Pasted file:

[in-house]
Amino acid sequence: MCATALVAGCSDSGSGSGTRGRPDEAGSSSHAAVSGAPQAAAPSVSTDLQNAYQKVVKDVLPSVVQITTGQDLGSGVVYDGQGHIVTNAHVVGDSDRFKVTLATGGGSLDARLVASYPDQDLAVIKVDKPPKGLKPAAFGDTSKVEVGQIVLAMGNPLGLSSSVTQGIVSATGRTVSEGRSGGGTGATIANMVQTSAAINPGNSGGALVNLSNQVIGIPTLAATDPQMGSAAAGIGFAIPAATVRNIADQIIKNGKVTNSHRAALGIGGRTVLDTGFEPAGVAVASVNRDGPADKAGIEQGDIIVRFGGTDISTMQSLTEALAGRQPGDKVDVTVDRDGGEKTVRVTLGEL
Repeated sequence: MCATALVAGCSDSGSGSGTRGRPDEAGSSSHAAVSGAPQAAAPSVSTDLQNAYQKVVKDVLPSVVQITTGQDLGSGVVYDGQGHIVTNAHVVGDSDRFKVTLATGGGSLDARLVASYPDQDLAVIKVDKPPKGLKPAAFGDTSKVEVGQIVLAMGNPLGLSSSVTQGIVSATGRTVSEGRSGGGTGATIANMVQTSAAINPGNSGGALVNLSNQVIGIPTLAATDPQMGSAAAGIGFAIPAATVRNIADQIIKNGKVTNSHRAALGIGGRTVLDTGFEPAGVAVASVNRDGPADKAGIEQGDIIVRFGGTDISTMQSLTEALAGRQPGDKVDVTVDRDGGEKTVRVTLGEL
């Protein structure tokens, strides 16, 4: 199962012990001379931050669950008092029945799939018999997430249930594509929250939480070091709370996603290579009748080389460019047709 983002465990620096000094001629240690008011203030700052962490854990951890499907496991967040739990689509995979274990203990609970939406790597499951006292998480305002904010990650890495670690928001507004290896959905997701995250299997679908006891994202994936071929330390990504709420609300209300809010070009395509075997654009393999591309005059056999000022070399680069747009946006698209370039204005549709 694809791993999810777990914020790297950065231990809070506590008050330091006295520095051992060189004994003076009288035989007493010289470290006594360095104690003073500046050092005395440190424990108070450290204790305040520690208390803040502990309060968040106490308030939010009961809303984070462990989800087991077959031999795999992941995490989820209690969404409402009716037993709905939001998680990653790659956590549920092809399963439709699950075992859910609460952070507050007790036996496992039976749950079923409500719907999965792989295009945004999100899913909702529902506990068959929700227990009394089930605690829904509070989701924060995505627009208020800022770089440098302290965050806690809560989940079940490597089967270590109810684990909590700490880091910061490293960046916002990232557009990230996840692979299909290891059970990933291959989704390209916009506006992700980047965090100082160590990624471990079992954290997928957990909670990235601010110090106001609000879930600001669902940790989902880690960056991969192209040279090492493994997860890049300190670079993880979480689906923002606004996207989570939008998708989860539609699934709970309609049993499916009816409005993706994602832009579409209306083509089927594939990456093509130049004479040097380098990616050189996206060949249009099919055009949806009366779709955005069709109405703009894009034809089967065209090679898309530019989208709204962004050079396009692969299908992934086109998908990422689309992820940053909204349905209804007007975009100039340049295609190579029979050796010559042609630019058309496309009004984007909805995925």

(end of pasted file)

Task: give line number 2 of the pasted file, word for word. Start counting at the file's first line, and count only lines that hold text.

Amino acid sequence: MCATALVAGCSDSGSGSGTRGRPDEAGSSSHAAVSGAPQAAAPSVSTDLQNAYQKVVKDVLPSVVQITTGQDLGSGVVYDGQGHIVTNAHVVGDSDRFKVTLATGGGSLDARLVASYPDQDLAVIKVDKPPKGLKPAAFGDTSKVEVGQIVLAMGNPLGLSSSVTQGIVSATGRTVSEGRSGGGTGATIANMVQTSAAINPGNSGGALVNLSNQVIGIPTLAATDPQMGSAAAGIGFAIPAATVRNIADQIIKNGKVTNSHRAALGIGGRTVLDTGFEPAGVAVASVNRDGPADKAGIEQGDIIVRFGGTDISTMQSLTEALAGRQPGDKVDVTVDRDGGEKTVRVTLGEL